Today is the last day of the first half of 2022 and so far, so good, I say. From now until December 21, the days will be getting shorter, dawn-to-dusk speaking, but first, we have to navigate through July and August when the digital thermometer in my car finds higher numbers to display and I learn to steer with two fingers. Of course, it’s not as if we haven’t been visited by ol’ Sol so far this year, as my sweat glands can attest, but at least the monsoon rains have cooled things off a bit.

I fall back on the old saw: “If you can’t beat the heat, you might as well try to enjoy it,” like, say, join in the big 4th of July bash at the rodeo arena this Monday put on by Tech’s Performing Arts Series and a host of civic-minded sponsors. Food, family, the Fourth and fireworks; the four best F words ever.

I’ll be watching a couple of movies that get me all puffed up with pride. One is the James Cagney musical Yankee Doodle Dandy. You don’t have to be an old fogey to enjoy “You’re a Grand Old Flag” or “I’m a Yankee Doodle Boy.” Also, “Mr. Smith Goes to Washington” with James Stewart, who says, as he points to the constitution, “Great principles don’t get lost once they come to light. They’re right here. You just have to see them again.”

Anyway, have a happy Fourth no matter what you have going on, but keep in mind what the signing of the Declaration of Independence was all about; splitting off from England and mad George II. It’s a good thing, too, because here in the colonies – besides setting our own rules – we wanted to make up our own vocabulary.

I’ve mentioned before how I watch shows like Doctor Who and other TV programs from across the pond, but often can’t understand what they’re talking about. Some terminology I was already familiar with; lorry, petrol, bonnet, and boot. Or flat, telly, lift and loo.

But I recently learned they call the Big Dipper, the Plough. The second floor is their first floor. Our eraser is their rubber. Main Street is High Street over there. And just so you don’t get confused, our sidewalk is their pavement, and our pavement is their “road surface.” Plus, when they are sick they go to “hospital,” but nurses and doctors work in “the hospital.”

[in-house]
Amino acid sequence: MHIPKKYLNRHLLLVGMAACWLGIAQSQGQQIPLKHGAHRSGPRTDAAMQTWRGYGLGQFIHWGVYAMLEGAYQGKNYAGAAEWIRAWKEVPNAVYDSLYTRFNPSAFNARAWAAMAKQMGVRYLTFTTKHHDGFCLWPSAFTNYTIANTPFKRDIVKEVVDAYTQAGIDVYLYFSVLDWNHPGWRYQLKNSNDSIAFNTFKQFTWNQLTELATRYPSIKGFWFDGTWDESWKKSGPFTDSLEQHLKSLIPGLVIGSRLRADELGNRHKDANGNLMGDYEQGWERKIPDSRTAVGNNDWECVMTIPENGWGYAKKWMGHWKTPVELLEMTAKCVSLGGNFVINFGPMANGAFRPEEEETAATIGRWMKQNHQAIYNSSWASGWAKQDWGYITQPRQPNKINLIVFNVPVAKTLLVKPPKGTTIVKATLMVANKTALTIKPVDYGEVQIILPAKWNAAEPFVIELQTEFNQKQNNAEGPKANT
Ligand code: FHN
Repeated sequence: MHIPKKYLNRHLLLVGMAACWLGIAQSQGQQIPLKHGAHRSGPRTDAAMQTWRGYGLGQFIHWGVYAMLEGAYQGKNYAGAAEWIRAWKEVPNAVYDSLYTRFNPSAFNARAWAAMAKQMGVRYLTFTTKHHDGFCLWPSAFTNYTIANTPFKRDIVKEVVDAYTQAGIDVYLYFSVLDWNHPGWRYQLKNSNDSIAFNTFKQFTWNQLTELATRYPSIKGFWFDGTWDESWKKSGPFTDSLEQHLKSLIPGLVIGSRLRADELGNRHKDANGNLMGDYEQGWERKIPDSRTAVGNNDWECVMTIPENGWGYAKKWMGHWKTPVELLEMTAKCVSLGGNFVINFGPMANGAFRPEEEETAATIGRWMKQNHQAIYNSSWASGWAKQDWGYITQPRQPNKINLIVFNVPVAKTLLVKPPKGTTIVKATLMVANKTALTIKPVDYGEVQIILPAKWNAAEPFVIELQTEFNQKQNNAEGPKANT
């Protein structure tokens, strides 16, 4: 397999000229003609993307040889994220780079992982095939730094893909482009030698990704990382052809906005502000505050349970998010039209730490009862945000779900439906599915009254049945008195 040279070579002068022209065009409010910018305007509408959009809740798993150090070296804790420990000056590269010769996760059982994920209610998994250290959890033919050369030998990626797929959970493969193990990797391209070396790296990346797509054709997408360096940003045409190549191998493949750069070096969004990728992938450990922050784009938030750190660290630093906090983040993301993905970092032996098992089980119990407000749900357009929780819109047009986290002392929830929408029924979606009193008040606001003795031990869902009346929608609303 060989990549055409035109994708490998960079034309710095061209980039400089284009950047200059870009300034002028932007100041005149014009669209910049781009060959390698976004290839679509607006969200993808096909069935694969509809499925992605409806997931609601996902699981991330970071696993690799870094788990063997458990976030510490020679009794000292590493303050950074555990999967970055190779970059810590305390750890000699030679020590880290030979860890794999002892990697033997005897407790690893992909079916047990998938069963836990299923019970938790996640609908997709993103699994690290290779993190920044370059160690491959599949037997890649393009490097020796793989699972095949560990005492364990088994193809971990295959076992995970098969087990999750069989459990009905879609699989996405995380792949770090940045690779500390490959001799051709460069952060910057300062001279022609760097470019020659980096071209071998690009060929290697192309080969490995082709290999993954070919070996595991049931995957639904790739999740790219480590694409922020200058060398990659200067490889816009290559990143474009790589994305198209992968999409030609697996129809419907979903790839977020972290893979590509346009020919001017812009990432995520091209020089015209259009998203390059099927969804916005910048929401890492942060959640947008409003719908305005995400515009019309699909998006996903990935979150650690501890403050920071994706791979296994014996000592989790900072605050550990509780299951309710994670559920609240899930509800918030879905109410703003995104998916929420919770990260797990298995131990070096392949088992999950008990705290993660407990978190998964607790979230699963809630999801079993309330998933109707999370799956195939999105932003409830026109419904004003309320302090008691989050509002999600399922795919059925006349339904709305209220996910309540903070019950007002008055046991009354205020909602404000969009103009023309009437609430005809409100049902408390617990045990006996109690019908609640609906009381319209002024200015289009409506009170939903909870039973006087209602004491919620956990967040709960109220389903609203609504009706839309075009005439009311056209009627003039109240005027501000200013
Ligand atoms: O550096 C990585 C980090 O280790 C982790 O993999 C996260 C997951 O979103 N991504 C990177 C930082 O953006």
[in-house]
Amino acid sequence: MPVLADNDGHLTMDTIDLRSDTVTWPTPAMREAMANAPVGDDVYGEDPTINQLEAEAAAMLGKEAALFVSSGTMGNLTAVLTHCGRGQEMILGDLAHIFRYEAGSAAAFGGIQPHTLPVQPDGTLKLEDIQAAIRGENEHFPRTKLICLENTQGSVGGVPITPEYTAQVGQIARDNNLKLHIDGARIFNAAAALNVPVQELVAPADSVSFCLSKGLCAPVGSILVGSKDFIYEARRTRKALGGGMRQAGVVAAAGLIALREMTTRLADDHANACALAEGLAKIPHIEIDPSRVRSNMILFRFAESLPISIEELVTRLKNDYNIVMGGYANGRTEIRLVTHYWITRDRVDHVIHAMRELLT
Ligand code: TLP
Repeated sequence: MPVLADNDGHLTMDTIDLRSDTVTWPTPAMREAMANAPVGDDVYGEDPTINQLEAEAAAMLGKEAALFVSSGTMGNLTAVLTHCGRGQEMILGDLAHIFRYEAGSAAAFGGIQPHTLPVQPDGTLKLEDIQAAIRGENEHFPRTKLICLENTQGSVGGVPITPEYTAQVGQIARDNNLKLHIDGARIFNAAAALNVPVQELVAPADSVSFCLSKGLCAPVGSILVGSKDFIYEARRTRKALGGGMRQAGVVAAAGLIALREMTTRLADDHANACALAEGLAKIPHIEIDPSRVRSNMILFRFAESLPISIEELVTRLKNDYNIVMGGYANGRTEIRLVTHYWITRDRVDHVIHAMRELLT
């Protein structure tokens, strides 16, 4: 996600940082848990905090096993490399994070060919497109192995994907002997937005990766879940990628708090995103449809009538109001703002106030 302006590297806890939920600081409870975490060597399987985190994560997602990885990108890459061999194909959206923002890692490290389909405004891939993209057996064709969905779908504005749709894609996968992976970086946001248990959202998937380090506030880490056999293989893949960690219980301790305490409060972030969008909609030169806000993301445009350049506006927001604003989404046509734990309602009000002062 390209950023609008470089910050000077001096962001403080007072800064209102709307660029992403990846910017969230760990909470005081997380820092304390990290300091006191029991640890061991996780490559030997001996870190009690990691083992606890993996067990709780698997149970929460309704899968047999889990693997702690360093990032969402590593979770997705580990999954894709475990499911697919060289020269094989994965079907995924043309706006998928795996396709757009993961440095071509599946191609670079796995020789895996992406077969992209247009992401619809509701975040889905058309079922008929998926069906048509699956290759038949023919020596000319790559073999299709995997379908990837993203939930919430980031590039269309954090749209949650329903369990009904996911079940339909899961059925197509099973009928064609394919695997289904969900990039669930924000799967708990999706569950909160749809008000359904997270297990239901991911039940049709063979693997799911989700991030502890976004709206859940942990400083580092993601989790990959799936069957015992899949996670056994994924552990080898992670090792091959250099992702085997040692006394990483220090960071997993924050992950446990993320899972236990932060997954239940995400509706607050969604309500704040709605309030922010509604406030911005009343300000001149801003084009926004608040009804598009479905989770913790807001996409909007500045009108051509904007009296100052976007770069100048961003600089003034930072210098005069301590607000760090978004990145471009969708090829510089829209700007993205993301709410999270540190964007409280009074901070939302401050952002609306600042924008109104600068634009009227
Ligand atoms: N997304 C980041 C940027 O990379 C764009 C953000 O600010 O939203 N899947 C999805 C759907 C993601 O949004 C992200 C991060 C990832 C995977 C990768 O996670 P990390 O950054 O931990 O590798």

What’s more, I can find no letter “f” in lieutenant.

I’ve learned that a ponce is a poser, a chin wag is a conversation, and bugger off means “go away” (or if you prefer, “sod off”). Nick is stealing, being disrespectful is cheeky, and if you’re having difficulties you’re in seven and six. Knackered is extremely tired; a caravan is a travel trailer, blimey is short for “God blind me,” a quid is one pound sterling and one pound sterling is worth $1.23.

Enough is enough. I’ll just agree with George Bernard Shaw when he said that the U.S. and the U.K. are “two nations divided by a common language.”

To be fair, we’ve got a few idioms of our own in New Mexico that might need translation elsewhere. I’ve had to explain to visitors the meaning of biscochitos, Matanza, fry bread, arroyo, mitote, goat heads, mijo, luminaria, farolito, and that yes, we do have monsoons.

And the words red, green and Christmas have two meanings, so I’m not one to judge. We also have to explain to Easterners virga, vigas and kivas. And Datil rhymes with cattle and Madrid is MAD-drid. So there.

But I digress: I have a reproduction of the original Declaration of Independence, and looking at it I was wondering two things: first, it was written in cursive; and two, it might not be readily appreciated in this day and age. I mean, I’m wondering if the common vocabulary and reading comprehension of today are lower than in 1776.

As written, it is poetic, if not passionate: “When in the Course of human events, it becomes necessary for one people to dissolve the political bands which have connected them with another, and to assume among the powers of the earth, the separate and equal station to which the Laws of Nature and of Nature’s God entitle them, a decent respect to the opinions of mankind requires that they should declare the causes which impel them to the separation.”

Now, I don’t mean to be flippant or smart-alecky, but a re-write in 2022 might go: “Sometimes one group of people decide to split off from another group, and to become an independent country, as the laws of Nature and of God say that they can. But when this happens, if they want other people to respect them, they should explain why they are splitting off.”

Wait. What? Never mind.